No Brexit please, we’re European

Angus Laing, Dean at LUMS, discusses how an out vote might impact UK business schools both locally and globally

Like many of the top UK business schools, Lancaster University Management School, (LUMS), recruits internationally for top talent. Currently we’re in discussions with a leading academic who currently holds a chair in Australia. The citizen of an EU country, this particular academic contacted me upon the announcement of the referendum. ‘If I come to Lancaster would the outcome of the referendum affect my ability to return to Europe?’ the email read. 

‘My ability to return to Europe’, he said. Not the UK, but Europe. Because whether we like it or not the UK is considered Europe by the rest of the world. So what does this mean for UK business schools?

Fundamentally, the challenges facing business schools and universities are the same – concerns over access to European funding and the potential loss of significant numbers of EU students. Yet these concerns manifest very specifically at business school level and, I fear, will have far reaching implications for the UK more widely if Brexit should be the outcome in June.

As Lancaster is based in the north-west, we are heavily invested in the idea of the Northern Powerhouse, and Chancellor Osborne’s latest budget indicates he is keen to push this beyond a notion into a reality. Leaving the EU has the potential to seriously compromise this plan. Business schools in the north of England are the lynch pin of SME development, of regional business support. Our research supports the development of local SMEs through growth accelerators, executive development programmes and consultancy services. Recent cuts at BIS mean that delivering this support is heavily reliant on European Regional Development Funding (ERDF) to ensure that SMEs can afford to access such provision. Severing ties with the EU will effectively close off this funding stream and will, in my opinion, severely compromise ambitions to rebalance the economy away from the south-east.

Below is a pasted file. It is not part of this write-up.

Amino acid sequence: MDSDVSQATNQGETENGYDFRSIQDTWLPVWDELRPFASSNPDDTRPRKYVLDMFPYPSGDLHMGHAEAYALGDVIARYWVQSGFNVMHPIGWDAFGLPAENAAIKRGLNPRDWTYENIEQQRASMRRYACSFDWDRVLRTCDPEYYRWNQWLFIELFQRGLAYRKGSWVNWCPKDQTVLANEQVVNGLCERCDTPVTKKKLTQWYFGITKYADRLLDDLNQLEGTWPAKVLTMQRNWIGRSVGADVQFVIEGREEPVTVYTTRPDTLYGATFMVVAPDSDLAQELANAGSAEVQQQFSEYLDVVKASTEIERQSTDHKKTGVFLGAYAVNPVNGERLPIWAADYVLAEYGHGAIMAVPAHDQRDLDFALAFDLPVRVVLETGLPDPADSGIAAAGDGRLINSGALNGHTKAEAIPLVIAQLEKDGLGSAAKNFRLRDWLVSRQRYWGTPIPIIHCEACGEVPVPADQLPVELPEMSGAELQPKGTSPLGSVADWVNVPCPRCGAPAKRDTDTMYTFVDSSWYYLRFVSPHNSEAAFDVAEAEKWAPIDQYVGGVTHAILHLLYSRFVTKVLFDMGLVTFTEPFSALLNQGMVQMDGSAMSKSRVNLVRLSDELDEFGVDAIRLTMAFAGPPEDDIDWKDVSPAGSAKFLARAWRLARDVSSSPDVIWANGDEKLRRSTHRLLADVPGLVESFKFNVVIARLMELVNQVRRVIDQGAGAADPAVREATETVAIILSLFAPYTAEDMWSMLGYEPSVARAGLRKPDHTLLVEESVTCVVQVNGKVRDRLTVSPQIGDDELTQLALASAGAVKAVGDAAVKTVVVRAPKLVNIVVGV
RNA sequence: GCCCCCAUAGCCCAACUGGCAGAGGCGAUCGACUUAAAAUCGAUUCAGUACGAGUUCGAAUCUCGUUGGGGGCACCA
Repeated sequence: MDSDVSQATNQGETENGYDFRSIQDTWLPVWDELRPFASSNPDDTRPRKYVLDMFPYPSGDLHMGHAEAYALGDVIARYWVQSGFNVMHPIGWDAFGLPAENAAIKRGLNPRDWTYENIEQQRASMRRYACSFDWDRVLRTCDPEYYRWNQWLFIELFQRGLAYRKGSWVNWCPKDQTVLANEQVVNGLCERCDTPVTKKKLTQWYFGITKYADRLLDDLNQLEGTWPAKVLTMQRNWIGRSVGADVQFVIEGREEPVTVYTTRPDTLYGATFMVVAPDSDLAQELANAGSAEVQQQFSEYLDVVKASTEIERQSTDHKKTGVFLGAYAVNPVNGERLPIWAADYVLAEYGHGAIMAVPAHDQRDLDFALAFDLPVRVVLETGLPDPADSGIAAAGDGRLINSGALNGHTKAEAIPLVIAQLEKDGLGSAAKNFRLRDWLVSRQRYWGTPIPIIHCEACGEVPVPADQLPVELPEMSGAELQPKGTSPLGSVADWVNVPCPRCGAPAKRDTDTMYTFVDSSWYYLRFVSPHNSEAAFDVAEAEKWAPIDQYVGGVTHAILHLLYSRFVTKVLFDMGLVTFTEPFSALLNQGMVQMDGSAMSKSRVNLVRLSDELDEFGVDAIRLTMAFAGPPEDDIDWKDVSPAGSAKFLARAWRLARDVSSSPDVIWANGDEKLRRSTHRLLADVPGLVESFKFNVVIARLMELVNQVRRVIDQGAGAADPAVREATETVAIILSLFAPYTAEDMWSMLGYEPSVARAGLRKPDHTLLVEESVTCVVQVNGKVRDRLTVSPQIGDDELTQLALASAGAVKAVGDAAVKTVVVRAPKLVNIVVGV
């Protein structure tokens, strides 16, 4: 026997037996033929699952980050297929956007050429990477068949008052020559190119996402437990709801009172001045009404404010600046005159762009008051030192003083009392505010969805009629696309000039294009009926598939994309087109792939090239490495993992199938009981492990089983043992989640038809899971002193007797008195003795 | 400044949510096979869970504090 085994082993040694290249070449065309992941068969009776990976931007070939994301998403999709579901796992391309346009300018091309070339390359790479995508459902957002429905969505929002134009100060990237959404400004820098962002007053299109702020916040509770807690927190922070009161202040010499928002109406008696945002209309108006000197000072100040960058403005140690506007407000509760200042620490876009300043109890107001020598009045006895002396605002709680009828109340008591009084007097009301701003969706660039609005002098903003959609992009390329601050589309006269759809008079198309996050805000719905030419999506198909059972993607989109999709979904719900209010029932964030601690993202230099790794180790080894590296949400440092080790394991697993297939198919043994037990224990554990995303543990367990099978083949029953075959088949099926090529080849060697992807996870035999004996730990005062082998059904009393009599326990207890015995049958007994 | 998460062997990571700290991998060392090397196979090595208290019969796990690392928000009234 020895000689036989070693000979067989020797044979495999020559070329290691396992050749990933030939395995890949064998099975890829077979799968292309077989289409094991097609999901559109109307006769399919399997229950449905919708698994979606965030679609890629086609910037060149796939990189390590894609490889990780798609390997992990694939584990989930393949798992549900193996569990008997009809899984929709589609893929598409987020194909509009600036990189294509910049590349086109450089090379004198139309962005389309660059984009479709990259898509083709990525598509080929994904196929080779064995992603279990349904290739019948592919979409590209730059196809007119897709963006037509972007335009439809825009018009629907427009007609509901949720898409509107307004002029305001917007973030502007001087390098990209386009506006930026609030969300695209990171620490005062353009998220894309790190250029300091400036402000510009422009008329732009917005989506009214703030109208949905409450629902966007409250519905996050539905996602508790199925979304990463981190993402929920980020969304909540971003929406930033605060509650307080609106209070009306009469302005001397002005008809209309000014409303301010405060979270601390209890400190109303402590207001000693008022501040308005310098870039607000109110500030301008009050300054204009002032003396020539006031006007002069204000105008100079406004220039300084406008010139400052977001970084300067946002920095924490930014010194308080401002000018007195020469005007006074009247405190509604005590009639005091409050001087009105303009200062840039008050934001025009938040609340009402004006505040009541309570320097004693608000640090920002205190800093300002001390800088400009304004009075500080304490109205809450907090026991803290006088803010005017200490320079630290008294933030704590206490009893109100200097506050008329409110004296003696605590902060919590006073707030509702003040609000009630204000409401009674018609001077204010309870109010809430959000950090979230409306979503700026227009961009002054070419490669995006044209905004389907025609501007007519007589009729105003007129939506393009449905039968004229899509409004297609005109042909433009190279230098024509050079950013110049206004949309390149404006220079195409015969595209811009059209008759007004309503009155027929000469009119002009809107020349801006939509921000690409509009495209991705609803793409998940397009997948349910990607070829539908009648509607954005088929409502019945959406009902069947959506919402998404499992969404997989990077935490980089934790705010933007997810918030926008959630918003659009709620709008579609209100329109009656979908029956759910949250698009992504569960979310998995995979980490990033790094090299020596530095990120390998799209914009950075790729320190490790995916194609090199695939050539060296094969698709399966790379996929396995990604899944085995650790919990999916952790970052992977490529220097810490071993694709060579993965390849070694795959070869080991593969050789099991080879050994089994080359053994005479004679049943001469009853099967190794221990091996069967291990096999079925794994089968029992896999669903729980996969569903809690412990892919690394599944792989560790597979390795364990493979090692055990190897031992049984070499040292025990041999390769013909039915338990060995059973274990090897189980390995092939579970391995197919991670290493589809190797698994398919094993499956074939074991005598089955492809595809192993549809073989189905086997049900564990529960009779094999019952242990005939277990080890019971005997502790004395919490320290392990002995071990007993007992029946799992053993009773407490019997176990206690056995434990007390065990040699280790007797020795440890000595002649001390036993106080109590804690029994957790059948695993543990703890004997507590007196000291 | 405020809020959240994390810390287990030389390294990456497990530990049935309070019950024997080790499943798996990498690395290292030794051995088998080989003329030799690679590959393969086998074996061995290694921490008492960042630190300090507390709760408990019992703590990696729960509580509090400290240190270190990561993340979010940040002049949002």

Speak to academics in the Americas, Australasia or Asia and they view the UK as part of Europe

Business Schools do not of course, just serve businesses. Their main business, if you like, is educating the entrepreneurs and leaders of tomorrow. Stifling the present free flow of students in Europe is one of the greatest risks posed by a Brexit. Not only do our children in the UK have the opportunity of studying abroad through fantastic programmes such as Erasmus, but our undergraduate programmes here in the UK benefit from a diverse mix of young people from across Europe. Global business depends on inter-cultural awareness and the richness of experience offered by programmes with diversity in the cohort is something that cannot be taught, it must be ‘lived’. Whilst European students will still undoubtedly come to UK universities, the process will be more difficult under Brexit and as such many may be put off and business schools will need to work harder to attract the ‘best of the best’ – we need only look at the massive PR effort UUK has had to undertake to ensure Indian students still consider us an option to understand the enormity of the challenge a Brexit would present.

Lastly, and by no means least, UK business schools are at the cutting edge of the European management education tradition and have pioneered much of the work to position this tradition on the global stage through bodies such as the European Foundation for Management Development. Finally we are seeing the fruition of our labours in that the American MBA has an increasingly internationally recognised European competitor in our Masters in Management programmes – an achievement that is cemented in partnerships such as the one LUMS recently announced with leading French and German business schools EMLYON and Ludwig Maximillian Universitat (LMU) to deliver a triple master’s degree in management – known as the European Masters in Management.

And herein lies the rub, whether we like it or not, we have become inherently European and are viewed as such by the rest of the world. Speak to academics in the Americas, Australasia or Asia and they view the UK as part of Europe. They welcome the ease of movement, they admire the collaboration and they envy our achievements. 

Our inherent Europeanism is older than the EU –  in education terms it reaches as far back, if not further, as the tradition of the Grand Tour in the Renaissance. Both looking backwards and looking forwards – education is better in Europe than out.

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